The Rainforest Alliance and IMAFLORA Join Forces with Brazilian Coffee Industry

November 23, 2009

Three nonprofit organizations have teamed up to promote the growth of the sustainable coffee industry in Brazil. At an Encafé conference in the state of Bahia this past weekend, the Rainforest Alliance announced a joint collaboration with its long-time Sustainable Agriculture Network (SAN) partner, IMAFLORA, and the Brazilian Coffee Industry Association (ABIC, for its name in Portuguese).

By combining ABIC's industry connections and IMAFLORA and the Rainforest Alliance's on-the-ground knowledge of sustainable coffee production, the organizations hope to increase awareness and domestic demand for Rainforest Alliance Certified™ coffee in one of the largest coffee-consuming nations in the world. The collaboration will help to educate the national coffee industry about environmental stewardship, biodiversity conservation and the enhancement of rural livelihoods within the coffee sector.

"Rainforest Alliance Certified farms improve their management and on-the-ground practices, which often results in better coffee growing conditions," said Sabrina Vigilante, director of markets (America and Australasia) for the Rainforest Alliance. "Through this initiative, we aim to recognize Brazilian roasters and producers of specialty coffee for doing their part in conserving ecosystems and improving sustainable livelihoods."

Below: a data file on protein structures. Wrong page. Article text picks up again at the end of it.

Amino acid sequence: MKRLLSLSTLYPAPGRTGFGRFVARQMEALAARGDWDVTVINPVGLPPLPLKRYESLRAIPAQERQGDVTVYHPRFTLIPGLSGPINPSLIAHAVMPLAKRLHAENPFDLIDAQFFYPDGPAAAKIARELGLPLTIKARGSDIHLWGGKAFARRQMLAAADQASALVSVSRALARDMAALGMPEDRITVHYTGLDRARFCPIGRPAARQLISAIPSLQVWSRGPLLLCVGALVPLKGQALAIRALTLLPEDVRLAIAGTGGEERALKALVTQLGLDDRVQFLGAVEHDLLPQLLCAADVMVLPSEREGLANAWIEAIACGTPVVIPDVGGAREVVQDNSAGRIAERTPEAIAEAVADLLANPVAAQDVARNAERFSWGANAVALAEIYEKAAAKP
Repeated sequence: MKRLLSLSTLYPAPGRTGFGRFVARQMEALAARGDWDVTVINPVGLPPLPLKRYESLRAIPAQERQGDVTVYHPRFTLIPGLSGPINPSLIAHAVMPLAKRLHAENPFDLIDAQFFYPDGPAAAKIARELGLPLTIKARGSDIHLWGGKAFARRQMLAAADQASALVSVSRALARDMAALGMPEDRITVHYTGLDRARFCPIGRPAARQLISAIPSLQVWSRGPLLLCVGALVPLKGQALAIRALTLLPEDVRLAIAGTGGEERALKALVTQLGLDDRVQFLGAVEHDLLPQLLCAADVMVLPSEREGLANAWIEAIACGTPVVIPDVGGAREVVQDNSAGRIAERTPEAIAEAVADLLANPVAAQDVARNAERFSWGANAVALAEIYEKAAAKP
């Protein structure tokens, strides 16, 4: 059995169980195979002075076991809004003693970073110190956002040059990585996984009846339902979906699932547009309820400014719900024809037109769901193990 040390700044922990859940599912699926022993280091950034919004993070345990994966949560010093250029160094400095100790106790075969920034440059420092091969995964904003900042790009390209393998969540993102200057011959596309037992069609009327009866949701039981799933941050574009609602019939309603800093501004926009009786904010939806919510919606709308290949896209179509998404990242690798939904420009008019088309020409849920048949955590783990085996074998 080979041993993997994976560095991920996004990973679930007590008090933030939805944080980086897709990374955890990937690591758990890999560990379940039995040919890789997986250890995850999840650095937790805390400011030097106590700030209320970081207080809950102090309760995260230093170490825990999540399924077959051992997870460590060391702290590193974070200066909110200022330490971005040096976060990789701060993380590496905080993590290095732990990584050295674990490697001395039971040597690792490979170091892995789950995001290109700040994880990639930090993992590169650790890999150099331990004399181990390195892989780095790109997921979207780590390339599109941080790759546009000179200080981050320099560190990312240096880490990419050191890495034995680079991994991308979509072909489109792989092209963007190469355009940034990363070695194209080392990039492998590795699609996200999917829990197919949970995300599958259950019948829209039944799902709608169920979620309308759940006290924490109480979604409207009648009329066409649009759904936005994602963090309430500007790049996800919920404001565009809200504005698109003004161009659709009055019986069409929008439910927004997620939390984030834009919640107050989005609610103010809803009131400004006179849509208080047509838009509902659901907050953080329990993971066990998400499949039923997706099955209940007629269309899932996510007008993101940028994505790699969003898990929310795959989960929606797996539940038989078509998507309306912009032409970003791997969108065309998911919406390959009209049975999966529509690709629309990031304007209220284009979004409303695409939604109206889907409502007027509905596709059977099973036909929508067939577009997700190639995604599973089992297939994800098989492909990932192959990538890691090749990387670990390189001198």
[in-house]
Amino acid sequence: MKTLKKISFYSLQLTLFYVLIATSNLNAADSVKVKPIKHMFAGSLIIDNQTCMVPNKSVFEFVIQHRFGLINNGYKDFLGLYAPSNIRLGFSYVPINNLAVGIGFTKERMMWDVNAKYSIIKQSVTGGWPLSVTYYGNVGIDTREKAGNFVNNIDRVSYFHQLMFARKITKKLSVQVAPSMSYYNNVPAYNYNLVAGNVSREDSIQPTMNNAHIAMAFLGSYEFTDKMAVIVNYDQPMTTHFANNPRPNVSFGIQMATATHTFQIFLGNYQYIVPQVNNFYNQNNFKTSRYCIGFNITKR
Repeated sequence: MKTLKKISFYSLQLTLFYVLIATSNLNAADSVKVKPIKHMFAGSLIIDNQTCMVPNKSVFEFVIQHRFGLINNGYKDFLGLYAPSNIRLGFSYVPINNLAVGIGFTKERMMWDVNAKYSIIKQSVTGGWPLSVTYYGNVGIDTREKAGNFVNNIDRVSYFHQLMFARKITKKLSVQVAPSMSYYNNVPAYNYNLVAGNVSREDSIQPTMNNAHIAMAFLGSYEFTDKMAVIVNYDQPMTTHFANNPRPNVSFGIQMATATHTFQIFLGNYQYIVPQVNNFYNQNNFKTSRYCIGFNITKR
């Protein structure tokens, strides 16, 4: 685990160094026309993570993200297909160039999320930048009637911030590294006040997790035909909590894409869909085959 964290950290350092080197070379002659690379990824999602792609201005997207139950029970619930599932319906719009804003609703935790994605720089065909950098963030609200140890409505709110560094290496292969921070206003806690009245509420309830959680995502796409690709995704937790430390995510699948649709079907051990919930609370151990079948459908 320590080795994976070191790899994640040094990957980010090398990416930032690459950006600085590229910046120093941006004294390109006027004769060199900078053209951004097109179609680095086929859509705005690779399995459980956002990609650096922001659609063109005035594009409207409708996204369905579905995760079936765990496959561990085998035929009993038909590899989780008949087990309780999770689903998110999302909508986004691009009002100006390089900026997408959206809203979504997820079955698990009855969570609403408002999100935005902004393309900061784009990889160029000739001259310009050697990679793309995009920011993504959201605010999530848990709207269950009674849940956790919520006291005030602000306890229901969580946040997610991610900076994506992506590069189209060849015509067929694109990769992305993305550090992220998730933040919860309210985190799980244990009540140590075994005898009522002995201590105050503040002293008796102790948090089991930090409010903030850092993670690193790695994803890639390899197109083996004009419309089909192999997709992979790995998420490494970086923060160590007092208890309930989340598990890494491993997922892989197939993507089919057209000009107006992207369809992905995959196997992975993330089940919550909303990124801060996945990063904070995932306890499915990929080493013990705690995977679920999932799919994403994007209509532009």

Brazilian Coffee Sacks with the Rainforest Alliance Seal

"The number of coffee farms with the Rainforest Alliance Certified seal grows each year, which means more producers are meeting strict criteria for responsible production," said Eduardo Trevisan Gonçalves, for IMAFLORA Brazil. "This initiative will help Brazilian consumers have the privilege of drinking a coffee that contributes to the environment and the welfare of workers."

"This agreement with the Rainforest Alliance will create a major improvement in demand for certified coffee in Brazil," says Almir José da Silva Filho, president of ABIC. "The Brazilian consumers are increasingly aware and want to know how a product was manufactured and if it respected economic, social and environmental standards."

Rainforest Alliance Certified farms must meet the environmental, social and economic standards of the SAN. The SAN standards cover ecosystem conservation, worker rights and safety, wildlife protection, water and soil conservation, agrochemical reduction, decent housing, and legal wages and contracts for workers. The Rainforest Alliance and IMAFLORA also work with farmers to help them document the quality of their coffees, determine defects and make improvements.

Currently, there are 87 Rainforest Alliance Certified coffee farms in Brazil, covering 214,549 acres (86,825 hectares). Worldwide, over 785,110 acres (317,723 hectares) of coffee farms are currently Rainforest Alliance Certified, and the number continues to grow each month.